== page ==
"After 20-plus years of launching orbiters and rovers, we've learned a lot about environmental conditions on Mars, including temperatures and atmospheric gases," Smith continued. He added, however, that scientists have obtained very few direct measurements of the winds, which Mars rovers have clocked at 45 miles per hour or faster. And though Mars has a low-density atmosphere, the winds are often strong enough to completely enshroud the planet in dust. "If we were going to write a list of the things we don't know, winds would top the list."
If scientists know little about Martian winds, they know even less about atmospheric aerosols and dynamics on Titan, which is the only moon to host a dense atmosphere and the only object—aside from Earth—to have stable bodies of liquid on the surface, Abshire added.
MARLI could provide a solution, its developers believe. From its orbit around Mars or Titan, its beam would be pointed roughly 30 degrees off nadir (directly below the spacecraft). In that orientation, the instrument would operate much like Doppler radar, a kind of specialized radar that measures velocity. It does this by bouncing a microwave signal off a desired target and analyzing how the object's motion alters the frequency of the returned signal. However, instead of radio or microwaves, MARLI would continuously pulse infrared light toward the surface with its onboard laser.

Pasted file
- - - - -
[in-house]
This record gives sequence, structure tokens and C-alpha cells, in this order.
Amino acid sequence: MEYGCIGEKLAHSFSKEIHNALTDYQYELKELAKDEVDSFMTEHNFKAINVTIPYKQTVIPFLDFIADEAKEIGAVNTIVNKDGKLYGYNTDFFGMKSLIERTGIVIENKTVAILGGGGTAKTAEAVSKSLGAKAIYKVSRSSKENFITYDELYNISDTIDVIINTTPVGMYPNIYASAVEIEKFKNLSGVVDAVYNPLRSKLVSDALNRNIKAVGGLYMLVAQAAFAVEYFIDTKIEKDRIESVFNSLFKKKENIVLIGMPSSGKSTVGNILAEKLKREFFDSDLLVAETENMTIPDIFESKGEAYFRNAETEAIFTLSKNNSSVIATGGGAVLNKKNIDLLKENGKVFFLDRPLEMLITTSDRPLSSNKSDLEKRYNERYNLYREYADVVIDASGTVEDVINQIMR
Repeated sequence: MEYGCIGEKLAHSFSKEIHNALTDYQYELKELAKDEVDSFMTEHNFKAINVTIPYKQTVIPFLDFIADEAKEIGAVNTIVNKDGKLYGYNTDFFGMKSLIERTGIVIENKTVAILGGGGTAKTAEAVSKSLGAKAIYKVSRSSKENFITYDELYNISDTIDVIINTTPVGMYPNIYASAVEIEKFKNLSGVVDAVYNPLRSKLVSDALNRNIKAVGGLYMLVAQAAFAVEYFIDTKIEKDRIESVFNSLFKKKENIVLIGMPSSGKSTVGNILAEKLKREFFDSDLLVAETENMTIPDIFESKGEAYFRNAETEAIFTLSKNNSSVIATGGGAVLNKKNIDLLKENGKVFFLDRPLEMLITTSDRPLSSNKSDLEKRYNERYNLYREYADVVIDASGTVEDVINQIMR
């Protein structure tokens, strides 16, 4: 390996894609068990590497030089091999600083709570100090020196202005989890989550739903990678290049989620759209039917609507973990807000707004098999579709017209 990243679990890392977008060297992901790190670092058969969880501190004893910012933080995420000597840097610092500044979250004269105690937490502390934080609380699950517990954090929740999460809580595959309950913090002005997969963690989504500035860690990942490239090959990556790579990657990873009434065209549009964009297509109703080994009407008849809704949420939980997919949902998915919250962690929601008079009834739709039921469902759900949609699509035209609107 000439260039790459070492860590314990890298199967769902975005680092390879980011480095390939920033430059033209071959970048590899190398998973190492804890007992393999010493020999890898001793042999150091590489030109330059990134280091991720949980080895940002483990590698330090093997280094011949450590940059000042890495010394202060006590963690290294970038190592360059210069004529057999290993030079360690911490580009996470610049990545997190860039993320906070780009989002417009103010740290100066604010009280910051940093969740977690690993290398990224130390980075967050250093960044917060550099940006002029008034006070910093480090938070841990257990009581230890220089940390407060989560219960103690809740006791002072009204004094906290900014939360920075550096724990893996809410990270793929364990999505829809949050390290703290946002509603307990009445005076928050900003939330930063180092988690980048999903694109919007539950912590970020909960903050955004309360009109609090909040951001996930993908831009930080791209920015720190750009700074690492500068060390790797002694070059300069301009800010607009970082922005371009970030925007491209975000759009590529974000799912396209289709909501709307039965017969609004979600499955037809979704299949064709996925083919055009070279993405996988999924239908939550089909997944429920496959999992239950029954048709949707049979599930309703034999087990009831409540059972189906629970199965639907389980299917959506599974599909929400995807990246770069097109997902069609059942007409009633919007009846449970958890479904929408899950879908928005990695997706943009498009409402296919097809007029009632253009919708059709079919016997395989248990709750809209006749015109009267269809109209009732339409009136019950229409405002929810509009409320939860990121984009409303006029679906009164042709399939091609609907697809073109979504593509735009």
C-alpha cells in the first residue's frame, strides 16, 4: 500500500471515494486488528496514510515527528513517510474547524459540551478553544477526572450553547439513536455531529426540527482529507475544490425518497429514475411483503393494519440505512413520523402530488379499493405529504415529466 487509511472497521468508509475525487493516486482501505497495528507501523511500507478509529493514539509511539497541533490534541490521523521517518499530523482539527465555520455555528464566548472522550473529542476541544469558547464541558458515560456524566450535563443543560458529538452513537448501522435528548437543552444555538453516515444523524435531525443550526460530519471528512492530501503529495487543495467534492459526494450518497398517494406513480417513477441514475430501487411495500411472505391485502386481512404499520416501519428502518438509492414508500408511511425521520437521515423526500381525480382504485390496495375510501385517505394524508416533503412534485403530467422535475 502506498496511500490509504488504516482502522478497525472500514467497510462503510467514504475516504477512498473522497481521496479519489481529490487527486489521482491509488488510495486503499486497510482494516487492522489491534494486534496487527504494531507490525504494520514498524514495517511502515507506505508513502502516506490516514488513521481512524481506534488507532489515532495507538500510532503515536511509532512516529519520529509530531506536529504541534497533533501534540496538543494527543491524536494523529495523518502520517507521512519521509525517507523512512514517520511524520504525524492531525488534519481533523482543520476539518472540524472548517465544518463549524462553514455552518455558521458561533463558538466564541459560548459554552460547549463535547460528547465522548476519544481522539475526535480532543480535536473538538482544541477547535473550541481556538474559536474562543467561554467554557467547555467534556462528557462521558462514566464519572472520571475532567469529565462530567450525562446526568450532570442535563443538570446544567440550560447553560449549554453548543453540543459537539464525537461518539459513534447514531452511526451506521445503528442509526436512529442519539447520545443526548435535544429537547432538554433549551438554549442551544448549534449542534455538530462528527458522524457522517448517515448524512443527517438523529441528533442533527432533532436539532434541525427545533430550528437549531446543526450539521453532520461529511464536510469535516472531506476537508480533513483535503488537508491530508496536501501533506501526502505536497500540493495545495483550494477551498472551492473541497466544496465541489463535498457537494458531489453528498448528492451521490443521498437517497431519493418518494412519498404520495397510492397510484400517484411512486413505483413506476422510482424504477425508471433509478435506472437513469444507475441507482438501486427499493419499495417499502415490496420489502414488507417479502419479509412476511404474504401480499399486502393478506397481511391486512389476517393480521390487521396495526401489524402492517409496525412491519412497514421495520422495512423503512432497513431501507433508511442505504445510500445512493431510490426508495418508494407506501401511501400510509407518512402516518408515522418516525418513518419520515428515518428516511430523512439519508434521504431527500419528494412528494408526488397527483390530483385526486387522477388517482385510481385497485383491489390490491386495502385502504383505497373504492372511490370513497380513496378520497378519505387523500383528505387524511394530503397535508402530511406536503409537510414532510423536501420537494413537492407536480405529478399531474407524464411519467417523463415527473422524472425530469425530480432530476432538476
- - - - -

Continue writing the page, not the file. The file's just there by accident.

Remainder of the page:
Due to the presence of dust and ice particles in the atmosphere, some light would scatter before it could reach the surface and some of that light would make its way back to MARLI's onboard telescope, which would gather the returning backscatter signals and direct them to the instrument's detectors. The resulting data not only would reveal how fast the winds are blowing, but also the distribution of dust and ice in that part of the atmosphere. Such measurements around the globe would give scientists a three-dimensional view of the dust and wind structure on Mars and how it changes with time, location, and season.
"Our approach has a high likelihood of success. It leverages key laser and receiver technologies from previous space lidar missions, and other developments," including some that have mapped the surface features or topographies of Mars, Mercury, and the Moon, Abshire said. "The hardest part is getting a ride to Mars," Smith added.